publication on Tropospheric NO2: Explorative analyses of spatial variability and impact factors

publication on Tropospheric NO2: Explorative analyses of spatial variability and impact factors

January 4, 2022

A new publication by Hannes Taubenböck and his team is available online about “Tropospheric NO2: Explorative analyses of spatial variability and impact factors”, published in Remote Sensing of Environment. From the abstract: “In order to study spatial patterns of nitrogen dioxide (NO2) and its impact factors, consistent and area-wide information is essential. With TROPOMI aboard Sentinel-5 Precursor (S-5P), daily tropospheric NO2 observations have become available with an unprecedented spatial resolution of 3.5 km × 5.5 km. However, a systematic study of tropospheric NO2 patterns on a national scale and with preserved high spatial resolution is still pending. In addition, the increasing availability of area-wide, high-resolution data for large study areas presents new challenges for analyzing impact factors, such as spatial heterogeneity. Based on the annual mean tropospheric NO2 of Germany (September 2018 to August 2019) resampled to a 1 km × 1 km spatial resolution, the subject of this study was twofold: on the one hand a hot and cold spot analysis was performed, on the other hand, non-meteorological factors influencing tropospheric NO2 were investigated within spatial regimes of different land use / land cover (LU/LC) compositions. A total of 24 national hot spots were identified with the majority located in urban areas. The spatial regime-based impact factor analysis revealed that most correlation coefficients between LU/LC and tropospheric NO2 are highly dependent on the location. Some other factors, however, were found to have a strong impact on tropospheric NO2 independent of the location (impervious surfaces, population and road density). Although this study is based on tropospheric column data, and meteorology has not been considered yet, the analyses demonstrate the contribution of Sentinel-5P/TROPOMI data to a better understanding of the high-dimensional and complex relationship between NO2, the atmosphere and the composition of the land surface and its use.”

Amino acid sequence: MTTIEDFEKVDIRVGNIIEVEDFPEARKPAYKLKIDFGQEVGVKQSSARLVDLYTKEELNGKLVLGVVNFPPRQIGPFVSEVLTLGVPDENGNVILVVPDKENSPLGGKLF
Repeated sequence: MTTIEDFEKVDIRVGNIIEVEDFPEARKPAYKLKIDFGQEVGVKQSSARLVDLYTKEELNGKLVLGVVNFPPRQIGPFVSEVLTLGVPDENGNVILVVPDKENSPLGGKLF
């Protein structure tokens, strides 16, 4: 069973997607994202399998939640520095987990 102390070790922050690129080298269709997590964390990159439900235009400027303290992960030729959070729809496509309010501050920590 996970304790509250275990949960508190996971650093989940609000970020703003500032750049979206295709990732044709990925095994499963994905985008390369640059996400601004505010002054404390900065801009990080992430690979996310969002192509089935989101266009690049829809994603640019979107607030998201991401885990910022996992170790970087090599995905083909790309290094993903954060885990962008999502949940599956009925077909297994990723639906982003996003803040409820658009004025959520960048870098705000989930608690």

Read the full article at https://www.sciencedirect.com/science/article/abs/pii/S0034425721005599?via%3Dihub

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